A story has been circulating in which Pope Francis is said to have condemned the Christian Right for voting for Trump. According to Farron Cousins on Ring of Fire:
After the election of Donald Trump, Pope Francis had some pretty harsh words for that Christian right in America that helped elect Donald Trump. He said that, “Those people in America, the Christians who voted for Donald Trump, no, you can’t call yourself a Christian anymore.”
Tempting though it may be for some to believe this story, there is no evidence for it that I have been able to find, neither in a recording nor in a transcript of any interviews. Moreover, difficult though it may be for me to wrap my brain around the idea of supporting Trump while following Christ, if the Pope had said this, it would be inaccurate, theologically. As several writers pointed out prior to the election, it was licit for a Catholic to vote for any of the candidates – or for none. I detest the machinations of the right-wingers who distorted our teaching to coerce people into voting for Trump, and such techniques, using the faith as a weapon to shut down freedom of conscience, should not be used in favor of an agenda with which one agrees, either.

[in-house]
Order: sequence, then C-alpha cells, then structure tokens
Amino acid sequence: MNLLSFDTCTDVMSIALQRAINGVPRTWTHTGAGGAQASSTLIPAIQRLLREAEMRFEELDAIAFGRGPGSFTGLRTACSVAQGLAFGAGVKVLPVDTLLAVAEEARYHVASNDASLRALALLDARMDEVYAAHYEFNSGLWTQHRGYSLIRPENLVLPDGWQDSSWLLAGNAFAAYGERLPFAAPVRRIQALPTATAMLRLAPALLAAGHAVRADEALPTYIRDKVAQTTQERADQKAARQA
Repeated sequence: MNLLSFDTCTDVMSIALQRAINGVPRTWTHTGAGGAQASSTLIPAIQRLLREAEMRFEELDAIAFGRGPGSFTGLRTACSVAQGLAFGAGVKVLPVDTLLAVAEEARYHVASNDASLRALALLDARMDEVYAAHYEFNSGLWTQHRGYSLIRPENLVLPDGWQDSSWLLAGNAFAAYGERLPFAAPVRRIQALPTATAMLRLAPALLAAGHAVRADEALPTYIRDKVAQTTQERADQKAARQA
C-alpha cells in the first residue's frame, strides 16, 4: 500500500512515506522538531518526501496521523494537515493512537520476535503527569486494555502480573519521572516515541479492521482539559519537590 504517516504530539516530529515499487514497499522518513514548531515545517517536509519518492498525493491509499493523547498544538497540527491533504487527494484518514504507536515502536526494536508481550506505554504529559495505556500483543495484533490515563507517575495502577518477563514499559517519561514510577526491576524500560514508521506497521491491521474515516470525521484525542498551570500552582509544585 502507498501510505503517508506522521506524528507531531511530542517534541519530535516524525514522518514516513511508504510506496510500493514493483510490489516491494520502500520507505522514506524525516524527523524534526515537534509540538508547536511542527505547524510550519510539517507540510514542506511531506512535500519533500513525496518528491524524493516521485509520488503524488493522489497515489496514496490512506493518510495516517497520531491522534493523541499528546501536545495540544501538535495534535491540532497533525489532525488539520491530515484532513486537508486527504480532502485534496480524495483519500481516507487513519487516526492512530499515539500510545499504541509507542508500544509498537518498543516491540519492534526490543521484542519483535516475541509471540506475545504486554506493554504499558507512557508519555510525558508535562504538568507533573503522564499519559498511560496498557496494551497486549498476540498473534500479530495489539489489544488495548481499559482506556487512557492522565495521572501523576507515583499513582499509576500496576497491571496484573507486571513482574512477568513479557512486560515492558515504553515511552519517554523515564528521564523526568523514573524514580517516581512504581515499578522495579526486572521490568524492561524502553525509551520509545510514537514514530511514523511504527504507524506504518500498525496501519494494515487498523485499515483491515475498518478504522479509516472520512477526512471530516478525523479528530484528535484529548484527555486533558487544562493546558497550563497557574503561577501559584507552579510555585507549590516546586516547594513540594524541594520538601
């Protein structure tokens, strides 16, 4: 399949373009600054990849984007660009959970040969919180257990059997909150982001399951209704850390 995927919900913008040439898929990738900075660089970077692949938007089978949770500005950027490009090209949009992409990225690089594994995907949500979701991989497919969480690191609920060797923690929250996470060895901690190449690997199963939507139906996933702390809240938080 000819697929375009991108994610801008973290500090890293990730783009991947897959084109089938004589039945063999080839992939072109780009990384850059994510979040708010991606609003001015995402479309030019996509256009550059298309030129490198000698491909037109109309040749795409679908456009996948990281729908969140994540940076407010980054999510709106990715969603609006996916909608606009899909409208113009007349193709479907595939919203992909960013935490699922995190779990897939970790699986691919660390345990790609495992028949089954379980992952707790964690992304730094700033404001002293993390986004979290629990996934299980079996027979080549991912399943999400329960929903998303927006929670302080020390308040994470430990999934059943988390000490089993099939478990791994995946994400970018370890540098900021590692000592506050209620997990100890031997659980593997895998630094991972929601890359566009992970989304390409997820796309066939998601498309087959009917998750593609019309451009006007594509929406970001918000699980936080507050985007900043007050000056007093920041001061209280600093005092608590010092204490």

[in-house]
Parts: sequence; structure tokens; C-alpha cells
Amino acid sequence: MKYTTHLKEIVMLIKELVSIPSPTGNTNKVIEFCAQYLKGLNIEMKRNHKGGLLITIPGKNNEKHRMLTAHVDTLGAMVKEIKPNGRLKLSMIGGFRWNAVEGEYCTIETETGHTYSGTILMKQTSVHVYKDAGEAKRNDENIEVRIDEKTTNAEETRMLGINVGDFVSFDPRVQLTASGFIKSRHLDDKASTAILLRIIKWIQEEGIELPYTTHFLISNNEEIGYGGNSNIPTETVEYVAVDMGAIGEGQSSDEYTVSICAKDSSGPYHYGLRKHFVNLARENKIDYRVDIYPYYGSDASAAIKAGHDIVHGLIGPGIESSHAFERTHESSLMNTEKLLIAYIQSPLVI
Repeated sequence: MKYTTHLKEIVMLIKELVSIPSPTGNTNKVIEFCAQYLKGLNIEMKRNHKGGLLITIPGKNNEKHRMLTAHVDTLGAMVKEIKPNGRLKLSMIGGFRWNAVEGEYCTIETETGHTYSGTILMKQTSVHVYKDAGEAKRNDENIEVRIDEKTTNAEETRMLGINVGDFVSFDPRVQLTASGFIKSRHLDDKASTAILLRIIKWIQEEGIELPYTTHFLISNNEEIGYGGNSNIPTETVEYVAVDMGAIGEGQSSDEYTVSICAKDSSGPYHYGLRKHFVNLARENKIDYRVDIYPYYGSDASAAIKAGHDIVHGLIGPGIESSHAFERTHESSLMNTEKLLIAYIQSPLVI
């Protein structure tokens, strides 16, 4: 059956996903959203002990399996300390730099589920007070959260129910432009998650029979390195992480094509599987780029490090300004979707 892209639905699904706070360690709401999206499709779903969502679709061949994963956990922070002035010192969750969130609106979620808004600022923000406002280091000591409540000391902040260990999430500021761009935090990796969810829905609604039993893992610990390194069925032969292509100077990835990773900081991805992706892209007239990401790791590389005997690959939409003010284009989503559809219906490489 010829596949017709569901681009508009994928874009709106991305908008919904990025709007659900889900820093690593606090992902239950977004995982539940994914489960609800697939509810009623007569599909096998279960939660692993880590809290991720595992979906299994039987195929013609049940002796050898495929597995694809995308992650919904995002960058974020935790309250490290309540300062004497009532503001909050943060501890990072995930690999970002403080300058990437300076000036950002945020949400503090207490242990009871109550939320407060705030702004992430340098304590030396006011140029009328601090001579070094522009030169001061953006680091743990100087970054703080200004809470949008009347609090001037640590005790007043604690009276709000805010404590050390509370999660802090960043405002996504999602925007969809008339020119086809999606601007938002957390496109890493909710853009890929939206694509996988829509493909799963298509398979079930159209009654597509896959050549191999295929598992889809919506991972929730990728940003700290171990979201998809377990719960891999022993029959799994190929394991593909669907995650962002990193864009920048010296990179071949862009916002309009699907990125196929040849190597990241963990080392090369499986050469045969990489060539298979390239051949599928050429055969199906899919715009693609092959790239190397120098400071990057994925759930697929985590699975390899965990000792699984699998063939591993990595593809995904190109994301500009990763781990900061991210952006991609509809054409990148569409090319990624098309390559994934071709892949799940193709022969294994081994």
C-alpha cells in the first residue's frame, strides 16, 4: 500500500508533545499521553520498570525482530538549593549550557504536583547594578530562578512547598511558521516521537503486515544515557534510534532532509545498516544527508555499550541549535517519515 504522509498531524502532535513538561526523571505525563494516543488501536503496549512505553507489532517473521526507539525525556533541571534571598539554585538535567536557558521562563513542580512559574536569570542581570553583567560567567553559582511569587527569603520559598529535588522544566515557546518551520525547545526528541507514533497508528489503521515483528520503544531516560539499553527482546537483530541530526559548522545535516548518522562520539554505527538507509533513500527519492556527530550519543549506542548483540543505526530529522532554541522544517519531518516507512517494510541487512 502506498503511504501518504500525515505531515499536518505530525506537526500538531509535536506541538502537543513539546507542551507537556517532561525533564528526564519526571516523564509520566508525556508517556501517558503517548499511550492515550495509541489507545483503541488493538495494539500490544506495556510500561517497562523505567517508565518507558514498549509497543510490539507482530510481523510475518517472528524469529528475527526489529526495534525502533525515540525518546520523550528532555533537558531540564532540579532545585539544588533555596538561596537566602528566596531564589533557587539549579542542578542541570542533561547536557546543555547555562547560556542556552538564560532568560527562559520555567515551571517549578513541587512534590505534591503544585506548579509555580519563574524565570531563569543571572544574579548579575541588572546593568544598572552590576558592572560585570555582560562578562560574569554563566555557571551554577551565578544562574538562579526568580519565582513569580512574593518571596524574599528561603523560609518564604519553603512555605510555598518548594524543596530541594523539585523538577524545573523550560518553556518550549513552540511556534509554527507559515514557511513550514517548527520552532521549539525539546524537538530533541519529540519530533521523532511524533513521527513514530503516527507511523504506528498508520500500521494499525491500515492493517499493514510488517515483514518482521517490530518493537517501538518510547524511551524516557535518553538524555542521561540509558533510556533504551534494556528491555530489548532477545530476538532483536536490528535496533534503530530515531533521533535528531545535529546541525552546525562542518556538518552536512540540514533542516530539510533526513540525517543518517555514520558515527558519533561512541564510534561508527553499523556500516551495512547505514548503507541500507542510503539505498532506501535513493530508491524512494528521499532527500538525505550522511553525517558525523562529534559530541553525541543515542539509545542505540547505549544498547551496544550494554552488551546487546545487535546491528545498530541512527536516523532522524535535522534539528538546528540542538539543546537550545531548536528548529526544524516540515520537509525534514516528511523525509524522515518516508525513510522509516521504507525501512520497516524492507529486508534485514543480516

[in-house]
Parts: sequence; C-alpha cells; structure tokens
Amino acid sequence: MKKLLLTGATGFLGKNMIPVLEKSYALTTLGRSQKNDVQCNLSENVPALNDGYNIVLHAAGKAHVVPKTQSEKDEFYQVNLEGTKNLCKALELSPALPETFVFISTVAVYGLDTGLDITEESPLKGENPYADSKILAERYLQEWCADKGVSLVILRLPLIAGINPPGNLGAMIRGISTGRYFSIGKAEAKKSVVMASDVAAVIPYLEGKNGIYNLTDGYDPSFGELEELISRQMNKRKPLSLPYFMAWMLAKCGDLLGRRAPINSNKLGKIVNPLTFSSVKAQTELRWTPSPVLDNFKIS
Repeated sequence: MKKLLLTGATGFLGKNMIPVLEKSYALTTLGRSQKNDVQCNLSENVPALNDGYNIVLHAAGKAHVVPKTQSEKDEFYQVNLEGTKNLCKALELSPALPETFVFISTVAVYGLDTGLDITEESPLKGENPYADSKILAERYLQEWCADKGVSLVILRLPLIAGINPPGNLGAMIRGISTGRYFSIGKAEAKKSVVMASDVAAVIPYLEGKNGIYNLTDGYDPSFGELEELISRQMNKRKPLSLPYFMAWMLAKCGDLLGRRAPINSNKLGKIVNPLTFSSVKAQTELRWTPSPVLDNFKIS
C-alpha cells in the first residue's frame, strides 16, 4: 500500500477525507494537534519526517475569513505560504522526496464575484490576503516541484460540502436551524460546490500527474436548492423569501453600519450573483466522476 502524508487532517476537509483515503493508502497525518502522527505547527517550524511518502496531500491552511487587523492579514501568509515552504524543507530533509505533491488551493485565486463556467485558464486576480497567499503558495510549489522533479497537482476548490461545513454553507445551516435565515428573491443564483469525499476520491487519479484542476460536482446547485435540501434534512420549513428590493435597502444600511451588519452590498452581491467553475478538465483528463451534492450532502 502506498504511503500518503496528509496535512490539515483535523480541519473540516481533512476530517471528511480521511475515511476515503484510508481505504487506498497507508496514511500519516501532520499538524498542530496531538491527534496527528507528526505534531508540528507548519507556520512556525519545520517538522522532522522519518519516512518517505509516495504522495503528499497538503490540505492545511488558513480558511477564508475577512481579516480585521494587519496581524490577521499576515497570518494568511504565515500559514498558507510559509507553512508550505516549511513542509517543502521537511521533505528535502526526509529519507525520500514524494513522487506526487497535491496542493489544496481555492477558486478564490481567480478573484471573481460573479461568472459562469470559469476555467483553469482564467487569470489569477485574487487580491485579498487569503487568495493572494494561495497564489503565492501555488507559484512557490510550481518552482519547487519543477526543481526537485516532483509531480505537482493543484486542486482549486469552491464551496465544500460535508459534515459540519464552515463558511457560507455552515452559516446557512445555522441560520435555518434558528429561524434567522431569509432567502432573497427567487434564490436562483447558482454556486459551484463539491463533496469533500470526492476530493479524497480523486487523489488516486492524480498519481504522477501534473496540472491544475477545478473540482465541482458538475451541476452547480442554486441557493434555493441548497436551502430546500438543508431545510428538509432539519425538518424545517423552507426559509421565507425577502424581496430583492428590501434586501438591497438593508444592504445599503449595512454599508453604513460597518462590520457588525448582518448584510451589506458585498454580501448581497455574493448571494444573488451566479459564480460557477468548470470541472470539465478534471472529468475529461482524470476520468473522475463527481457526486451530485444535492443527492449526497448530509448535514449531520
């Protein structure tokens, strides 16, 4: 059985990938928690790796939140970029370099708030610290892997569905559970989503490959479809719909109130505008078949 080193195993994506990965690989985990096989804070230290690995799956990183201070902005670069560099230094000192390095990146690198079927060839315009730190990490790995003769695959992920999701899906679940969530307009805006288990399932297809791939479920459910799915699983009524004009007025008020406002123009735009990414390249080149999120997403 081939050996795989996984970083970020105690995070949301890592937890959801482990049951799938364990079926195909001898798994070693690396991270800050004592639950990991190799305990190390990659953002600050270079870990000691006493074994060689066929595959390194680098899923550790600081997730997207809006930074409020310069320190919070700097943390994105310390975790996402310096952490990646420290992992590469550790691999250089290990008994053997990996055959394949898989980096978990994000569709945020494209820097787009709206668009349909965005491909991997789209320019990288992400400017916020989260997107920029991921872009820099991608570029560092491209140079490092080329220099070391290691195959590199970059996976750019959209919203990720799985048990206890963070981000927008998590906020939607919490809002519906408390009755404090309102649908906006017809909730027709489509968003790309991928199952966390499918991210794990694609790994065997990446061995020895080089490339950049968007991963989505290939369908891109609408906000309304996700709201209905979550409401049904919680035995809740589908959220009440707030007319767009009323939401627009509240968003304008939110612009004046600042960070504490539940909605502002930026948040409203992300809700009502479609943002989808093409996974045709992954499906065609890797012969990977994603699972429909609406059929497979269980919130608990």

So, what has Pope Francis actually said?
In response to the question of what he thinks of Trump, Pope Francis answered like a true Catholic shepherd, not taking political sides, but keeping his emphasis on those most likely to suffer under a Trump regime, expressing concern especially for “refugees and migrants”:
“I don’t make judgments on people and on political men, I only want to understand what the sufferings are that their way of proceeding causes to the poor and excluded.”
“Money is against the poor besides being against immigrants and refugees,” he said, but noted that “there are also the poor from rich countries who fear welcoming those who are similar coming from poor countries. It’s a perverse circle and it must be interrupted.”
Francis stressed that we must “bring down the walls of division,” but cautioned that in order to do this, we must “build bridges” that seek to decrease inequalities and increase “freedom and rights.”
The Pope does remind us of something very crucial here: that no true Christian unity can exist, which excludes the Other. During this time of uncertainty, we cannot laugh off the fears of the moe vulnerable among us. And please, remember: those who are victims of racial injustice are also among these “excluded” to whom Francis refers. Disdaining their concerns, dismissing their cry for justice as “whining” – that is not Christian.
In building bridges, we who are relatively secure may face the temptation to build bridges within comfortable parameters, within bourgeois gated communities of the mind. But, if the bridges are not extended also to the poor, the refugees, and the racially Other, the walls Pope Francis criticized earlier will not have come down: we’ll just be pretending they don’t exist.